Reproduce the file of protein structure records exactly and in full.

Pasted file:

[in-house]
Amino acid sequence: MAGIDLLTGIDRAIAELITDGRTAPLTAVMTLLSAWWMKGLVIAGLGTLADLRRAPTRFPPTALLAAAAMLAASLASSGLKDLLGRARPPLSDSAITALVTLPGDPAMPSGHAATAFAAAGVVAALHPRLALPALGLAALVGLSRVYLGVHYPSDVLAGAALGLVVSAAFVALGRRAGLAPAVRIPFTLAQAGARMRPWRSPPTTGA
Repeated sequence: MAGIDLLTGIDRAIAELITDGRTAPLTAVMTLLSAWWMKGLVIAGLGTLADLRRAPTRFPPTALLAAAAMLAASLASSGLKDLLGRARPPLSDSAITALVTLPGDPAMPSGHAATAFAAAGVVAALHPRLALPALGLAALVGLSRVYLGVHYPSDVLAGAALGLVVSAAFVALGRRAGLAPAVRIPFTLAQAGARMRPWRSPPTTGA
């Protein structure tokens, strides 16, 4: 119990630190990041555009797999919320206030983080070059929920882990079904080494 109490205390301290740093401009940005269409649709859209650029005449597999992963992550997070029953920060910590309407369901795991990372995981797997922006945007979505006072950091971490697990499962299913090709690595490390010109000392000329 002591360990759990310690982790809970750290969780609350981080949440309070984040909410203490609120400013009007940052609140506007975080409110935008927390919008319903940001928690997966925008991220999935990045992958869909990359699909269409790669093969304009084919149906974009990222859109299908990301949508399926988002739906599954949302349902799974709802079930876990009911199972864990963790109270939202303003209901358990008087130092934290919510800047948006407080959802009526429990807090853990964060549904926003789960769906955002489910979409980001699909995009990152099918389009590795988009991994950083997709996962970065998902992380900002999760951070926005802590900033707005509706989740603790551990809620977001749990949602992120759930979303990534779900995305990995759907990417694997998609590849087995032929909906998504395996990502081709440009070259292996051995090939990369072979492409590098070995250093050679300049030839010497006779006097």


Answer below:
[in-house]
Amino acid sequence: MAGIDLLTGIDRAIAELITDGRTAPLTAVMTLLSAWWMKGLVIAGLGTLADLRRAPTRFPPTALLAAAAMLAASLASSGLKDLLGRARPPLSDSAITALVTLPGDPAMPSGHAATAFAAAGVVAALHPRLALPALGLAALVGLSRVYLGVHYPSDVLAGAALGLVVSAAFVALGRRAGLAPAVRIPFTLAQAGARMRPWRSPPTTGA
Repeated sequence: MAGIDLLTGIDRAIAELITDGRTAPLTAVMTLLSAWWMKGLVIAGLGTLADLRRAPTRFPPTALLAAAAMLAASLASSGLKDLLGRARPPLSDSAITALVTLPGDPAMPSGHAATAFAAAGVVAALHPRLALPALGLAALVGLSRVYLGVHYPSDVLAGAALGLVVSAAFVALGRRAGLAPAVRIPFTLAQAGARMRPWRSPPTTGA
């Protein structure tokens, strides 16, 4: 119990630190990041555009797999919320206030983080070059929920882990079904080494 109490205390301290740093401009940005269409649709859209650029005449597999992963992550997070029953920060910590309407369901795991990372995981797997922006945007979505006072950091971490697990499962299913090709690595490390010109000392000329 002591360990759990310690982790809970750290969780609350981080949440309070984040909410203490609120400013009007940052609140506007975080409110935008927390919008319903940001928690997966925008991220999935990045992958869909990359699909269409790669093969304009084919149906974009990222859109299908990301949508399926988002739906599954949302349902799974709802079930876990009911199972864990963790109270939202303003209901358990008087130092934290919510800047948006407080959802009526429990807090853990964060549904926003789960769906955002489910979409980001699909995009990152099918389009590795988009991994950083997709996962970065998902992380900002999760951070926005802590900033707005509706989740603790551990809620977001749990949602992120759930979303990534779900995305990995759907990417694997998609590849087995032929909906998504395996990502081709440009070259292996051995090939990369072979492409590098070995250093050679300049030839010497006779006097």